Your doctor can get the most information about your condition by looking at pictures of the ectopic kidney.
Several different imaging tests are available.
During an ultrasound exam, a medical technician will slide a device called a transducer across your skin, either on the side, abdomen, or pelvis, depending on the location of the kidney.
The transducer sends harmless sound waves into your body. The sound waves bounce off your kidney and return to the transducer. The computer reads the sound waves and creates a black and white image of the kidney on a television screen.
Your doctor may use standard x-ray equipment to perform an intravenous pyelogram (IVP) or voiding cystourethrogram (VCUG).
In an IVP, a special dye is injected into a vein, usually in the arm. The radiologist takes a series of snapshots as the dye circulates through the blood and reaches the kidneys. The structures of the kidneys show up on X-rays as the dye is filtered from the blood and passes through the kidneys to the ureters.
An IVP can show if urine is backing up into the ectopic kidney. In children, ultrasounds are usually done instead of IVP.
In a VCUG, a thin hollow tube called a catheter is placed into the bladder so that it can be filled with X-ray contrast material. X-rays are then taken while the patient urinates. The VCUG provides information about the bladder and reveals whether urine backs up into the kidneys when urinating.
In a nuclear scan, a small amount of a radioactive drug is injected into a vein and pictures of the kidney are taken over a period of time after the injection. Sometimes a diuretic medicine is also given to increase urine flow.
This test can reveal if the ureters – tubes that drain urine from the kidneys – are blocked and how well the kidneys are working. Sometimes a nuclear scan can be done to find the location of an ectopic kidney.
Computed tomography (CT)
A CT scan uses multiple x-ray images to create a cross-sectional view of your body on a computer screen. You will lie on a table that passes through a donut-shaped machine where the scan is done.
CT scans are generally not needed in the evaluation of an ectopic kidney, but can be done in some cases.
Magnetic resonance imaging (MRI)
MRI technology uses radio waves and magnets to create images of internal organs. No radiation exposure is required. With most MRI machines, you lie on a table that slides into a tunnel that may be open or closed at one end.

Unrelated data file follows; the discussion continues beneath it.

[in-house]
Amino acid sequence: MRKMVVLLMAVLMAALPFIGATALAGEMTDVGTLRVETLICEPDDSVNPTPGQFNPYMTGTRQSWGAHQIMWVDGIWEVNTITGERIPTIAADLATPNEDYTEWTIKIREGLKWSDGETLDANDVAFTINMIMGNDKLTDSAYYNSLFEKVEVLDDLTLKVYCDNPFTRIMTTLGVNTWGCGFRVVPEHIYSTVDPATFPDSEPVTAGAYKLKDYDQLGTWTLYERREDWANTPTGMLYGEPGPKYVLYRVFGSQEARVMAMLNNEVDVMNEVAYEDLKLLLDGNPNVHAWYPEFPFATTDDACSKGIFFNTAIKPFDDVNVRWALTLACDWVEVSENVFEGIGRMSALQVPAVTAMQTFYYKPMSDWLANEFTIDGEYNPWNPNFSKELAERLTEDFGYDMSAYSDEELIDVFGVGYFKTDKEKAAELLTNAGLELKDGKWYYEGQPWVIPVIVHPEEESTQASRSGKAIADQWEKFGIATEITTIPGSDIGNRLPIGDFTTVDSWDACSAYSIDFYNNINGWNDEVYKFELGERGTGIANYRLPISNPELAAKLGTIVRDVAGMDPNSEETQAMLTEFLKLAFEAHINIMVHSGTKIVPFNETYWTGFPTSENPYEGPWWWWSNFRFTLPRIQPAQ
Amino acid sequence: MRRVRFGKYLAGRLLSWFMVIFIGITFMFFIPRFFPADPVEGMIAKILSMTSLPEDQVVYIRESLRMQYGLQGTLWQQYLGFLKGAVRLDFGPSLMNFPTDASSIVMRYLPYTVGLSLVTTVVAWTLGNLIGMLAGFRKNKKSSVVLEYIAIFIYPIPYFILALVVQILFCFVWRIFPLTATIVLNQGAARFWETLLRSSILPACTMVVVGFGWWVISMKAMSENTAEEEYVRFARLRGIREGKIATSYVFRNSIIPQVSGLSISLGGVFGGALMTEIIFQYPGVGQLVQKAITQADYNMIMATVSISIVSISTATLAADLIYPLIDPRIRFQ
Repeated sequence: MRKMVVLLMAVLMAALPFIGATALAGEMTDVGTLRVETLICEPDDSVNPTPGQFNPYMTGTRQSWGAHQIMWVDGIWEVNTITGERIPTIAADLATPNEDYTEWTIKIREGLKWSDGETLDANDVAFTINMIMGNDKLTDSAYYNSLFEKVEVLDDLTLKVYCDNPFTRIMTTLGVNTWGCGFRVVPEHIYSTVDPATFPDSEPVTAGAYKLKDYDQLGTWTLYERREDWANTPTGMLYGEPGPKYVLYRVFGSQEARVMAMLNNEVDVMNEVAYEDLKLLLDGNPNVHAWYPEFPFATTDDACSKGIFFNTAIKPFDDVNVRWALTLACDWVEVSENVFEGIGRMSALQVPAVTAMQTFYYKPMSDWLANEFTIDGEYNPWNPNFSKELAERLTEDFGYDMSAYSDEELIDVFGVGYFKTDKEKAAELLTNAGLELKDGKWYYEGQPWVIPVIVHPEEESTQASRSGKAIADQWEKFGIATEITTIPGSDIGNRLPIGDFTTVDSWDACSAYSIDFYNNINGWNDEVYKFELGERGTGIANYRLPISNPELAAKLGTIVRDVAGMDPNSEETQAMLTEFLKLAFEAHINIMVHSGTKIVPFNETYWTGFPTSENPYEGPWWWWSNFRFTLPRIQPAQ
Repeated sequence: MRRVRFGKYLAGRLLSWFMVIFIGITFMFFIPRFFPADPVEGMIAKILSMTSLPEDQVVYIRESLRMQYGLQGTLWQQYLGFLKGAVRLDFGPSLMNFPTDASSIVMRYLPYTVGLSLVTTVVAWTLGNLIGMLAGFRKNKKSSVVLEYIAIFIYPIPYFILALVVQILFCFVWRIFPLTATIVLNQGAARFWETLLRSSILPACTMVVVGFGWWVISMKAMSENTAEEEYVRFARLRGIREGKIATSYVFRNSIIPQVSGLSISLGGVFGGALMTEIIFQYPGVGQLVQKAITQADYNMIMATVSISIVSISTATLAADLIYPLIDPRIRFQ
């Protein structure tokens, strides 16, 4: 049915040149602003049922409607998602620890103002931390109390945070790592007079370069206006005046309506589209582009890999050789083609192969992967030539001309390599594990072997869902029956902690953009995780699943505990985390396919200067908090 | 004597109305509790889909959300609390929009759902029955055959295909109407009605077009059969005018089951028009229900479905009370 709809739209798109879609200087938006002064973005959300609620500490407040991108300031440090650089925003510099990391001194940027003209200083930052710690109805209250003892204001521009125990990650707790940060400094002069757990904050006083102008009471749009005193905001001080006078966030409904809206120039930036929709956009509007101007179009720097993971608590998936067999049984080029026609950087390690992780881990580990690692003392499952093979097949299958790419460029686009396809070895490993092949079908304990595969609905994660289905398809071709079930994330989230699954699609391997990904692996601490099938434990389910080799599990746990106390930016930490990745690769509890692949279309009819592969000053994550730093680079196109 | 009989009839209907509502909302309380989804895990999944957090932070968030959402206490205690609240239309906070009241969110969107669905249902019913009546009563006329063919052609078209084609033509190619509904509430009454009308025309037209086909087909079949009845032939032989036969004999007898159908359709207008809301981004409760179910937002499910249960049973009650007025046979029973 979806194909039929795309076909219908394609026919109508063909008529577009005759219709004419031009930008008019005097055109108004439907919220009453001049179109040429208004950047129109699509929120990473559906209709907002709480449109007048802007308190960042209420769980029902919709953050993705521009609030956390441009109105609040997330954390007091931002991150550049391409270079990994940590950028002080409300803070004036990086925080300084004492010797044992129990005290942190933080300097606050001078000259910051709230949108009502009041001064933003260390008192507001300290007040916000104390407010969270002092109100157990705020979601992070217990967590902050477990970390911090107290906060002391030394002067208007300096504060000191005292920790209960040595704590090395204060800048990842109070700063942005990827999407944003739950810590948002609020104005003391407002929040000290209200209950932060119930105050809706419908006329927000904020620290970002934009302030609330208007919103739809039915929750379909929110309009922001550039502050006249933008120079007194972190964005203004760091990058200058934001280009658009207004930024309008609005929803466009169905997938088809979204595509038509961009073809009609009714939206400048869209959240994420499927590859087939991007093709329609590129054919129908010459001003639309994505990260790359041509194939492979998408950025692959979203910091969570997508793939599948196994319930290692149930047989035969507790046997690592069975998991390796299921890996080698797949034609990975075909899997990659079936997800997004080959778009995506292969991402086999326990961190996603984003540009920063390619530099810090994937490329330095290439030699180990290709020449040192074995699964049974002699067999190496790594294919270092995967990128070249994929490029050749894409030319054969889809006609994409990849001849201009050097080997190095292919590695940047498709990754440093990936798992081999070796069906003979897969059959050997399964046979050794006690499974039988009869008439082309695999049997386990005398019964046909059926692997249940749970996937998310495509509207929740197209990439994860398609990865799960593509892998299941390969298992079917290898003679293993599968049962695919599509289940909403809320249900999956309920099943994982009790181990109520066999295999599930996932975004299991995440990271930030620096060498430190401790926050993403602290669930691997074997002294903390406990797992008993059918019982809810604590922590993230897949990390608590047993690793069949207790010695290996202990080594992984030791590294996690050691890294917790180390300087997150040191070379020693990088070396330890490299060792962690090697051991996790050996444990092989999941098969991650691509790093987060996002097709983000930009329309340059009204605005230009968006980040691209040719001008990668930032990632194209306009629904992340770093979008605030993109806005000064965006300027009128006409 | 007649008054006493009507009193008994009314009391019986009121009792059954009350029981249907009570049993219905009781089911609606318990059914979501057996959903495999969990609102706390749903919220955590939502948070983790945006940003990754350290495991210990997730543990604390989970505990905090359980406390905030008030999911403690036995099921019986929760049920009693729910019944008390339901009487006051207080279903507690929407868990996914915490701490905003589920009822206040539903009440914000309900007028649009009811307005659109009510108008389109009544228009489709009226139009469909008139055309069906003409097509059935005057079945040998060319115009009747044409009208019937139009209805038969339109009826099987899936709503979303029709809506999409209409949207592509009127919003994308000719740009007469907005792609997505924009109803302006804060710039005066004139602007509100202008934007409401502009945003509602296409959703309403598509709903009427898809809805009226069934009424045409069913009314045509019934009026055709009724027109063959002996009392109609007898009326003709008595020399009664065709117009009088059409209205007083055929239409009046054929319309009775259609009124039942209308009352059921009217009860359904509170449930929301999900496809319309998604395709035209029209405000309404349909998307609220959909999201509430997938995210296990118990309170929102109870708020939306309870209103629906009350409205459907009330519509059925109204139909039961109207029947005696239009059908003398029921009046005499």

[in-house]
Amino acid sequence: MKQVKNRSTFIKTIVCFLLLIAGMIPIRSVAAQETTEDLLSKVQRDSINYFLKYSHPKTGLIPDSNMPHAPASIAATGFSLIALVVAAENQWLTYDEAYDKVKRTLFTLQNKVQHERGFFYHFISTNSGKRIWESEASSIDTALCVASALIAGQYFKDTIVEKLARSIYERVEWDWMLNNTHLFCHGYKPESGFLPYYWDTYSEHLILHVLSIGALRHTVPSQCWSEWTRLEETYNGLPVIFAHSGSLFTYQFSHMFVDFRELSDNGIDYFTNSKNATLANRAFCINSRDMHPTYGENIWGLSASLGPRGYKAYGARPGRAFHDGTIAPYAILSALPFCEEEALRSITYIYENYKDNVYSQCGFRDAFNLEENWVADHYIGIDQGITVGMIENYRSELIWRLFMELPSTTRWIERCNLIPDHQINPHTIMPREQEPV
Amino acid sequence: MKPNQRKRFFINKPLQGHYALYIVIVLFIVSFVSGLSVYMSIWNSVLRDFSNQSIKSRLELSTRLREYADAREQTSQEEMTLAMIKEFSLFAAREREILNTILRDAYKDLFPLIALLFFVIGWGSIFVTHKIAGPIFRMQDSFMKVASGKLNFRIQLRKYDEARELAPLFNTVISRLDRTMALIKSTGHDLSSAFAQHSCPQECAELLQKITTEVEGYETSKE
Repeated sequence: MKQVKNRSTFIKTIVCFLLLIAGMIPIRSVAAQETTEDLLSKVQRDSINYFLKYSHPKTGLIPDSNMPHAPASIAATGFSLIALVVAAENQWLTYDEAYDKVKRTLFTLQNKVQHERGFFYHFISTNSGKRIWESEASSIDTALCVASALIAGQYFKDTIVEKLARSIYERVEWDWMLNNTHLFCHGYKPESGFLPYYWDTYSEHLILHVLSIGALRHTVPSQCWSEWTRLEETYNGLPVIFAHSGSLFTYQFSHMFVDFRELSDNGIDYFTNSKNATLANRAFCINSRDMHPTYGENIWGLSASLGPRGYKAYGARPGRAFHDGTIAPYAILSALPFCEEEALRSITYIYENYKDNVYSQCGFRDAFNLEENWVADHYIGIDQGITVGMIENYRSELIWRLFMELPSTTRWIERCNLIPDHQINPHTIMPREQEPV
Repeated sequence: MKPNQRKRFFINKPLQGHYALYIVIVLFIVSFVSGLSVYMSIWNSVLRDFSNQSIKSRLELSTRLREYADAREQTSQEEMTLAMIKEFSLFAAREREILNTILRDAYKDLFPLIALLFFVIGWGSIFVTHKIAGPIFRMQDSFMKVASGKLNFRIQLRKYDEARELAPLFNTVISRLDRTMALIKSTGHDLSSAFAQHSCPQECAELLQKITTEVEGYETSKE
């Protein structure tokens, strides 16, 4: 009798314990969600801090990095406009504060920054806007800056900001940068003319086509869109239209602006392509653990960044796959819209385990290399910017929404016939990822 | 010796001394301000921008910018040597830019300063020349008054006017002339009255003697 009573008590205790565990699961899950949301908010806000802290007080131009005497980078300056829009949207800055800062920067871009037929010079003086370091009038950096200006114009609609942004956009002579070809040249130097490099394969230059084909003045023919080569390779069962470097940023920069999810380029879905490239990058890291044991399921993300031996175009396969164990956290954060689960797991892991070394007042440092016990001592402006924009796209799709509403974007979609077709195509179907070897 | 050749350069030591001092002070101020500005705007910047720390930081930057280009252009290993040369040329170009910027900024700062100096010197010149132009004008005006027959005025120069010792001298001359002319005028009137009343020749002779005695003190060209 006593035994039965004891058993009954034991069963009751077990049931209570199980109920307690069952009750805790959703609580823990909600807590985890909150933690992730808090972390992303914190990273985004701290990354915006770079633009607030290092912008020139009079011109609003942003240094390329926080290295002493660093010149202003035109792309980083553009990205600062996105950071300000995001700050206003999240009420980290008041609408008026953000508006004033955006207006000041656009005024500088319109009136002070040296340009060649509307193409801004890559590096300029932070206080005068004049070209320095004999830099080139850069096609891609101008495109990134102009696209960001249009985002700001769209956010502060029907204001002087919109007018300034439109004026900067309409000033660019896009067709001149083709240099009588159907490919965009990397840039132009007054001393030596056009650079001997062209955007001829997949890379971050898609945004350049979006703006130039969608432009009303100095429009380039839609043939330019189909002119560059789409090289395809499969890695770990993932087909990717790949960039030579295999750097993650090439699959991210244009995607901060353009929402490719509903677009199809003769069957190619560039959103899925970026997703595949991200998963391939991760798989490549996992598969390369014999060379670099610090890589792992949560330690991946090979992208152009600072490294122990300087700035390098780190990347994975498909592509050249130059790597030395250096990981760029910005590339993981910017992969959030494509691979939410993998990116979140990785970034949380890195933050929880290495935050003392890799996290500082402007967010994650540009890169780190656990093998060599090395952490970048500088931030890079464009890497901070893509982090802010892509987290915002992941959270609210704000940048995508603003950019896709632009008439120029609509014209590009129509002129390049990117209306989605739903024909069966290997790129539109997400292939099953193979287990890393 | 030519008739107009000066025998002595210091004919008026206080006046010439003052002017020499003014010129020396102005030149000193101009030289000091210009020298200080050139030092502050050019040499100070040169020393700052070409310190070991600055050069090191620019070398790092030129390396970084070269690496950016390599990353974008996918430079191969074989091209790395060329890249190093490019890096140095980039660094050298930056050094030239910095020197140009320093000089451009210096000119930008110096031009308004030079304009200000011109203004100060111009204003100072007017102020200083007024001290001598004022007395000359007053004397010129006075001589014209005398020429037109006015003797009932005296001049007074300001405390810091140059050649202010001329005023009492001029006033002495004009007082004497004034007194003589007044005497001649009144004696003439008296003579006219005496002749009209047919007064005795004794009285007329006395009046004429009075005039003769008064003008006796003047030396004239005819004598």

Some newer machines are designed to allow you to be in a more open space. Like CT scans, MRI scans are rarely needed to evaluate an ectopic kidney.
In addition to imaging tests, your doctor may order blood tests to determine how well your kidneys are working. These tests are almost always normal in patients with an ectopic kidney, even if it is severely damaged, because the other kidney usually has completely normal function.
What are the treatments for an ectopic kidney?
If your urinary function is normal and the doctor finds no obstruction, no treatment for the ectopic kidney is needed. Your doctor should continue to monitor your condition in case a change occurs.
If tests show obstruction, you may need surgery to correct the position of the kidney to allow better drainage of urine. To correct reflux, the surgeon may reposition the ureter in the bladder so that urine cannot flow back into the kidney.
If extensive kidney damage has occurred, the surgeon may need to remove the kidney. As long as the other kidney is working properly, losing one kidney is not a problem.
Many people live normal lives after donating a kidney for transplant. Some people are even born with only one kidney and lead full and healthy lives without discovering its condition.
With the right tests and treatment, if needed, an ectopic kidney shouldn’t cause serious long-term health problems.
Hope through research
Researchers from universities and government agencies are working to understand the causes of kidney and urinary tract birth defects and to find more effective and preventative treatments.